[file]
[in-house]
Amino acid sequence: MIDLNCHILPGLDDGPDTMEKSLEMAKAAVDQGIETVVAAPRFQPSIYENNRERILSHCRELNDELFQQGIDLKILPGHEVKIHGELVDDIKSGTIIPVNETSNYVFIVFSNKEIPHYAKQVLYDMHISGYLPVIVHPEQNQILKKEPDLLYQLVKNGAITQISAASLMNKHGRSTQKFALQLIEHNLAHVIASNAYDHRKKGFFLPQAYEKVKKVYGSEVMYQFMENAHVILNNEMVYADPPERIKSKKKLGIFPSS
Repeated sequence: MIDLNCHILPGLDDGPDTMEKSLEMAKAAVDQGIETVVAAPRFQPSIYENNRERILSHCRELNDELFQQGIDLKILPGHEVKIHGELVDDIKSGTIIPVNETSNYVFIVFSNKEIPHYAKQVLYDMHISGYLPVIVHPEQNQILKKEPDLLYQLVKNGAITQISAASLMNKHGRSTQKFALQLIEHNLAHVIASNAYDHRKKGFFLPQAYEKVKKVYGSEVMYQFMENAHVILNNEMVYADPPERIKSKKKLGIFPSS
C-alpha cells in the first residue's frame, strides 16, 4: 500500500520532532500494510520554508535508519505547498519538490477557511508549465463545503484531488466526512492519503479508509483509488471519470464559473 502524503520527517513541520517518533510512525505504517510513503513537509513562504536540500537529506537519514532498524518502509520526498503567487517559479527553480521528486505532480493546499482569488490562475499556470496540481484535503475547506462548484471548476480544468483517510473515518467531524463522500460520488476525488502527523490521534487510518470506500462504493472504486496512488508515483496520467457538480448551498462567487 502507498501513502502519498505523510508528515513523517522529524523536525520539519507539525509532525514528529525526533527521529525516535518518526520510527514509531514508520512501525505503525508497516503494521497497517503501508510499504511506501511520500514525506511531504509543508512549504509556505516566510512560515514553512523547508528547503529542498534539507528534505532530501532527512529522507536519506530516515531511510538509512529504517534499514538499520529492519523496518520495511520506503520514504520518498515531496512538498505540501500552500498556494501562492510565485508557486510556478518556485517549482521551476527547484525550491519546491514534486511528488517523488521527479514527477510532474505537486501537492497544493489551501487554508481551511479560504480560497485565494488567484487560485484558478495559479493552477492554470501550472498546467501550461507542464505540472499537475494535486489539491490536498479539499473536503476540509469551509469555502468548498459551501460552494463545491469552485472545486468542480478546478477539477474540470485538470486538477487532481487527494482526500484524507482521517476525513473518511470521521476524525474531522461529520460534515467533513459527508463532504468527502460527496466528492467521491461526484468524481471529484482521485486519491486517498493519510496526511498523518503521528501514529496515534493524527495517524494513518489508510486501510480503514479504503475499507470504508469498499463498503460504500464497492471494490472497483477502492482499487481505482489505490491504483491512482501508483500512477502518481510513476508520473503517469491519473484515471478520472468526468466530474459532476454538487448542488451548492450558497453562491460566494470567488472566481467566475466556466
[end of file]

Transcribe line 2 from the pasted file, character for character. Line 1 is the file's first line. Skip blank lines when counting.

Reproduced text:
Amino acid sequence: MIDLNCHILPGLDDGPDTMEKSLEMAKAAVDQGIETVVAAPRFQPSIYENNRERILSHCRELNDELFQQGIDLKILPGHEVKIHGELVDDIKSGTIIPVNETSNYVFIVFSNKEIPHYAKQVLYDMHISGYLPVIVHPEQNQILKKEPDLLYQLVKNGAITQISAASLMNKHGRSTQKFALQLIEHNLAHVIASNAYDHRKKGFFLPQAYEKVKKVYGSEVMYQFMENAHVILNNEMVYADPPERIKSKKKLGIFPSS